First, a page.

Metra expansion plan gains traction
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Metra could extend service on the BNSF Line to Oswego, Montgomery and Yorkville.
Daily Herald File Photo
A proposal to expand Metra service west on the BNSF Line to Oswego is gathering steam with the possibility of adding a stop in Yorkville.
Metra board directors on Friday supported increasing a consulting contract by $439,631 for a total of $2.26 million to review the Yorkville option. The funding for the engineering study comes from a federal grant, earmarked in 2003 by former House Speaker Dennis Hastert of Yorkville.
The agency has been considering locating stations in Oswego but Yorkville is being added since it offers an optimal site for a yard to house trains. Montgomery is also in the mix as a new station.
But how to pay for operating the expansion and related construction -- since most of the route is outside the six-county region that Metra serves -- is an unknown. A sales tax in Cook, DuPage, Kane, Lake, McHenry and Will counties subsidizes part of the costs of running Metra, but it isn't levied in Kendall County.
Oswego and Yorkville are located in Kendall, while Montgomery is in Kane County.
"Kendall County will ultimately need to take this information ... and figure out how to make this happen ... so that it does not occur using six-county area tax revenues," Executive Director Alex Clifford said.
"This is a good project but any expansion with our current needs is problematic," Metra Director and former Kane County Chairman Mike McCoy said. "There's a lot of hurdles to jump through before it comes to fruition."
Metra has many requests for expansion of service in the six-county region including more express trains on existing lines and more stations in McHenry County.
"We've got needs in Marengo," said Director Jack Schaffer of Cary, but he noted that going outside the six-county region is not unprecedented. Metra already goes to Kenosha in Wisconsin. "If Kendall County can work out a system to pay for their share, I see no reason why we would not go to Oswego."
Preliminary estimates from 2007 projected that a Oswego station alone would draw about 140 riders a day.
"Extending to Yorkville makes all the sense in the world, if we do it," Director Norm Carlson of Lake Forest said.
Still, experts said the challenges involved in negotiating an agreement that ensures Kendall County towns pay their fair share, deciding what constitutes a fair share, getting approvals from stakeholders and finding a guaranteed source of revenue at a time of economic restraint are mammoth.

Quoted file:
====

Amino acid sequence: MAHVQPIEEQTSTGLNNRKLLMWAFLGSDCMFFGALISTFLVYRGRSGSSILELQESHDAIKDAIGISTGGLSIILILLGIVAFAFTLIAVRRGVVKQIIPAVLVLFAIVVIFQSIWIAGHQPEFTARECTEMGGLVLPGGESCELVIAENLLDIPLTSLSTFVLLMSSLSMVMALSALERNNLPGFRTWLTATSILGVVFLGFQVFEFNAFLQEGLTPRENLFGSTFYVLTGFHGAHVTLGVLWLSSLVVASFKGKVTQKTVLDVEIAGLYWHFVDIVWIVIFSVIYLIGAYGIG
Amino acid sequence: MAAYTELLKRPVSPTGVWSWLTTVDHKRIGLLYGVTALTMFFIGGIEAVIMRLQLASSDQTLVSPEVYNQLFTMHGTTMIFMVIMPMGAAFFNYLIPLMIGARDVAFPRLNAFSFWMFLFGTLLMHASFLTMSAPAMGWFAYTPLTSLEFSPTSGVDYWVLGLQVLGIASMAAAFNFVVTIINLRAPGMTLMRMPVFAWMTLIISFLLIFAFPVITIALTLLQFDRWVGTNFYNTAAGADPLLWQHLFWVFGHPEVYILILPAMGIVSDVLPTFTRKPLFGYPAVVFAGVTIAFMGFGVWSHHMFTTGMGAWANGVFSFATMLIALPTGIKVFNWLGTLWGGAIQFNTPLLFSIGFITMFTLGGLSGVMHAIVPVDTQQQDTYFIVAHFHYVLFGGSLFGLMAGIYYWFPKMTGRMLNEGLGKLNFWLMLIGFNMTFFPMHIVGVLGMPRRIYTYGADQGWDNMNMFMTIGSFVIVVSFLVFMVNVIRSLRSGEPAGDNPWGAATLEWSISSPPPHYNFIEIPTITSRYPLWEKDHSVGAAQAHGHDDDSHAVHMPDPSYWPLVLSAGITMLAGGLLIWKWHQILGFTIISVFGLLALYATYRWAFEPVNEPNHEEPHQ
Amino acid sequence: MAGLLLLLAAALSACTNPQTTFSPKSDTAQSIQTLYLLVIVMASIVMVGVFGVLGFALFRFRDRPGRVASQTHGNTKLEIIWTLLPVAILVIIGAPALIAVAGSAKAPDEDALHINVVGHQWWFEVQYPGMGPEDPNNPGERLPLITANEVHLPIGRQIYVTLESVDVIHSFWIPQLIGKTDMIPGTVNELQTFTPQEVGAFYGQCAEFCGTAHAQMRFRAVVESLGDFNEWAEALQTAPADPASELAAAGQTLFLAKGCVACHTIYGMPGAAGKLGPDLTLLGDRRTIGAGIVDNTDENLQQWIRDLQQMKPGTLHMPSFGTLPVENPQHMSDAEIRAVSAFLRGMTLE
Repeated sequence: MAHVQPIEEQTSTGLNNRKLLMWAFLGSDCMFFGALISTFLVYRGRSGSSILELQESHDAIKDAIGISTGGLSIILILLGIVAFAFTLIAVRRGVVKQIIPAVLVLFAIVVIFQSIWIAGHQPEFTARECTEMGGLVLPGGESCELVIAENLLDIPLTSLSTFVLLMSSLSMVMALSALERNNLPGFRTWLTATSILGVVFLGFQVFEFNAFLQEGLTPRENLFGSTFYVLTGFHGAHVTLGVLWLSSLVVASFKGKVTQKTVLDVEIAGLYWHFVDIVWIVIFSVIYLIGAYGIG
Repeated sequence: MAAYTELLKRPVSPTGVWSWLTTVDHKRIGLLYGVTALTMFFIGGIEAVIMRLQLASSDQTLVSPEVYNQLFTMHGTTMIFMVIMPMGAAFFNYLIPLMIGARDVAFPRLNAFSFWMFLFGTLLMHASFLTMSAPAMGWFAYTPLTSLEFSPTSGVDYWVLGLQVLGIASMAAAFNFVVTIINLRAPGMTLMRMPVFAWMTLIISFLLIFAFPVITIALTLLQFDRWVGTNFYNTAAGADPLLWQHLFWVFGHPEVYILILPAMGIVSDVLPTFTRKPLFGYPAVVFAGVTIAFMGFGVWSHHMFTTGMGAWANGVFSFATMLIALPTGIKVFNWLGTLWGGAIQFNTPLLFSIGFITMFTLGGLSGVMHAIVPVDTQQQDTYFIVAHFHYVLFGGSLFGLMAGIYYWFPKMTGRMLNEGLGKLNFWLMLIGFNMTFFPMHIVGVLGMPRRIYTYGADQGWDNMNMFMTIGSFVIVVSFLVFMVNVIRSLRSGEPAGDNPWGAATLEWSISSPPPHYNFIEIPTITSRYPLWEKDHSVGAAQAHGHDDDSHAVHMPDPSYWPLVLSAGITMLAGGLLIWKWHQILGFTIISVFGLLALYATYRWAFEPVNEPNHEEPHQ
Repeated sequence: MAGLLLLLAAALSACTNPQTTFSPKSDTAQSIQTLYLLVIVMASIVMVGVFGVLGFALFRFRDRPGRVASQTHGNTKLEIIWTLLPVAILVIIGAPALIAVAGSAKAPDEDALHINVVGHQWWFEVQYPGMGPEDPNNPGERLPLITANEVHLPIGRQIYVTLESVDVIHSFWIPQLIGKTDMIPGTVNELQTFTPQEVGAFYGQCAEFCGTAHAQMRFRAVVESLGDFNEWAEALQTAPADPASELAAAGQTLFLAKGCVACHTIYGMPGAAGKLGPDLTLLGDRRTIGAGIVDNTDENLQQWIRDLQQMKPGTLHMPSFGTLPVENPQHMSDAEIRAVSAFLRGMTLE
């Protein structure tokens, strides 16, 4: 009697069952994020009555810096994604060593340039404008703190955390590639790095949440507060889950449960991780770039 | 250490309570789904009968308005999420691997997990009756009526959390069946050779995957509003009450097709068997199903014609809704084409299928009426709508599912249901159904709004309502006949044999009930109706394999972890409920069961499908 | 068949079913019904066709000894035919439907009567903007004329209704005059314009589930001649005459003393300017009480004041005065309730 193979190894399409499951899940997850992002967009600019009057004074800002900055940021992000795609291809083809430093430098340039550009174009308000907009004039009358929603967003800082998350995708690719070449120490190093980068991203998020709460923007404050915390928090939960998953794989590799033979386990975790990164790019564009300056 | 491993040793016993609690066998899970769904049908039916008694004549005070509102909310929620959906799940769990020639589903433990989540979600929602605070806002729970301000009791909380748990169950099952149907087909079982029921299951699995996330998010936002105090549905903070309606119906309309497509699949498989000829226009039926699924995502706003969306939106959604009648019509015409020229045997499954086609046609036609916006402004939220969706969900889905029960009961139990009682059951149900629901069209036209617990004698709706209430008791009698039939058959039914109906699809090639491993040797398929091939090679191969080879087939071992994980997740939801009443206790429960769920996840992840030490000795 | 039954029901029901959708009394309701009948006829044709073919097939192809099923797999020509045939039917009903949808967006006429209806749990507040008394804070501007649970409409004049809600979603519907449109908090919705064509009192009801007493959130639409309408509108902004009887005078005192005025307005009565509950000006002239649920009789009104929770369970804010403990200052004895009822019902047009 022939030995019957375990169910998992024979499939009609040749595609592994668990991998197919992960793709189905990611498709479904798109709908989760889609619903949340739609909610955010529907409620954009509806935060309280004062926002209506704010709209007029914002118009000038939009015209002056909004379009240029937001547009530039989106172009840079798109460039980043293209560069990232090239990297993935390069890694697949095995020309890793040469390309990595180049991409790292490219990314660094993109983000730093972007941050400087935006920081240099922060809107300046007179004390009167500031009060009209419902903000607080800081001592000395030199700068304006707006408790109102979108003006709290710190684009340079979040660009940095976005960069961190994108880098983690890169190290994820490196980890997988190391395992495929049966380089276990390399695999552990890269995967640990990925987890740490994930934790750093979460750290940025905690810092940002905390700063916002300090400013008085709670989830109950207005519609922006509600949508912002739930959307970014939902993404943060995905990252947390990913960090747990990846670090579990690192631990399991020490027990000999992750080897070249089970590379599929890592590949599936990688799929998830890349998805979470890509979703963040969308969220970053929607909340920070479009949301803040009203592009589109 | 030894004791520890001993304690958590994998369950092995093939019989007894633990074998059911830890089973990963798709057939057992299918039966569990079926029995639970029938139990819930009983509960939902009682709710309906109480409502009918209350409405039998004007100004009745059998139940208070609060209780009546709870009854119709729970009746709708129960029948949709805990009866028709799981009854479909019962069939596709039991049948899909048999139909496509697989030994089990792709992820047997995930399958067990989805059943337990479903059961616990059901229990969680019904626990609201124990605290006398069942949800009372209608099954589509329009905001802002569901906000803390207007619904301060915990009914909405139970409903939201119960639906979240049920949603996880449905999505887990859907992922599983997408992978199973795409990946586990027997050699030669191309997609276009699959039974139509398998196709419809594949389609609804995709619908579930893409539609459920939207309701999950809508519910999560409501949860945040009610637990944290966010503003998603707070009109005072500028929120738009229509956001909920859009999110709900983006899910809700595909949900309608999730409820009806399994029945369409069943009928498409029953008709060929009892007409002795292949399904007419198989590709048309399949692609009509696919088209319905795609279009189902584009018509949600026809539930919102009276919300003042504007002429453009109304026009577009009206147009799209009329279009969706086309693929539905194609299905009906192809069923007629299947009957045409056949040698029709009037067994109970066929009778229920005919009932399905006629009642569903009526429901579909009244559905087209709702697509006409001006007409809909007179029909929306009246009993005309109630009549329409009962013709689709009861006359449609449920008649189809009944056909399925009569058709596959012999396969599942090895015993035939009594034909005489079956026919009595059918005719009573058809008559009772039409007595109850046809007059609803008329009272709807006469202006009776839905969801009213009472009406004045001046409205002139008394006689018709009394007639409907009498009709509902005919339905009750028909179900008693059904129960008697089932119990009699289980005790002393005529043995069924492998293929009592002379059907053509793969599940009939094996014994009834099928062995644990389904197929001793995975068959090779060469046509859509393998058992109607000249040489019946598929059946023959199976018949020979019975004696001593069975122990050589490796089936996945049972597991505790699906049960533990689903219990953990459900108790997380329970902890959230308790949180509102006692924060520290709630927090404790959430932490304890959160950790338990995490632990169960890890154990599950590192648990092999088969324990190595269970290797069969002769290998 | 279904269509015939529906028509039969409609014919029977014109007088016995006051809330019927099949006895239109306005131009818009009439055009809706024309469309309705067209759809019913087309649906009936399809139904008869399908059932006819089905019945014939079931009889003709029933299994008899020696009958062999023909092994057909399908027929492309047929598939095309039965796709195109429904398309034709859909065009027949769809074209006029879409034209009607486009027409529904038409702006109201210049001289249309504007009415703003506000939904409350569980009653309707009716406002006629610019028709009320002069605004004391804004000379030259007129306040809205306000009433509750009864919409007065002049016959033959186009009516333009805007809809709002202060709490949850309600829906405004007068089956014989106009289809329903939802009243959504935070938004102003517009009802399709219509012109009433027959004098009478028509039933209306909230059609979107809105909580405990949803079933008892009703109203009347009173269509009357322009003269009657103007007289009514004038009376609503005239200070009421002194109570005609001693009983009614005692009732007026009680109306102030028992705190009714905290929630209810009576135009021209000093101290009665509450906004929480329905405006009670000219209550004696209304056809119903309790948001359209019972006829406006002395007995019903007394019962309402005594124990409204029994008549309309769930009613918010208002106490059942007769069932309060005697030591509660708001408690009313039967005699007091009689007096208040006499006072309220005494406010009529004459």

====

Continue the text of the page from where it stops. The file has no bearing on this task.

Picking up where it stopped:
State law stipulates that operating costs for any expansion beyond the six counties must be born by the benefiting municipalities, Regional Transportation Authority Chief of Staff Jordan Matyas explained.
"We're looking forward to seeing what the study finds," he said.
Oswego Village Administrator Steve Jones said the Metra station was "extremely important. Up until the housing crash, Oswego and the immediate area was one of the fastest-growing areas in the country. As residents move to the area, they have some expectations for transportation for employment and cultural matters ... just being linked to the city."
Consequently, Oswego built a popular park-and-ride site that ferries commuters to the Aurora Metra stop. It caters not only to Oswego residents but workers from nearby towns.
Regarding contributing to the project, Jones said the hope was that federal or state grants could help pay for capital costs such as stations or siding. With the park and ride, which is located at the site of the proposed station, Oswego already has some infrastructure in place.
As for operating costs, Jones said the Metra study will let the village know what to expect so it can plan accordingly. "One of the most common questions I get is, when is Metra coming to Oswego?" he said.
The full Metra board must vote on the consulting contract increase later this month.
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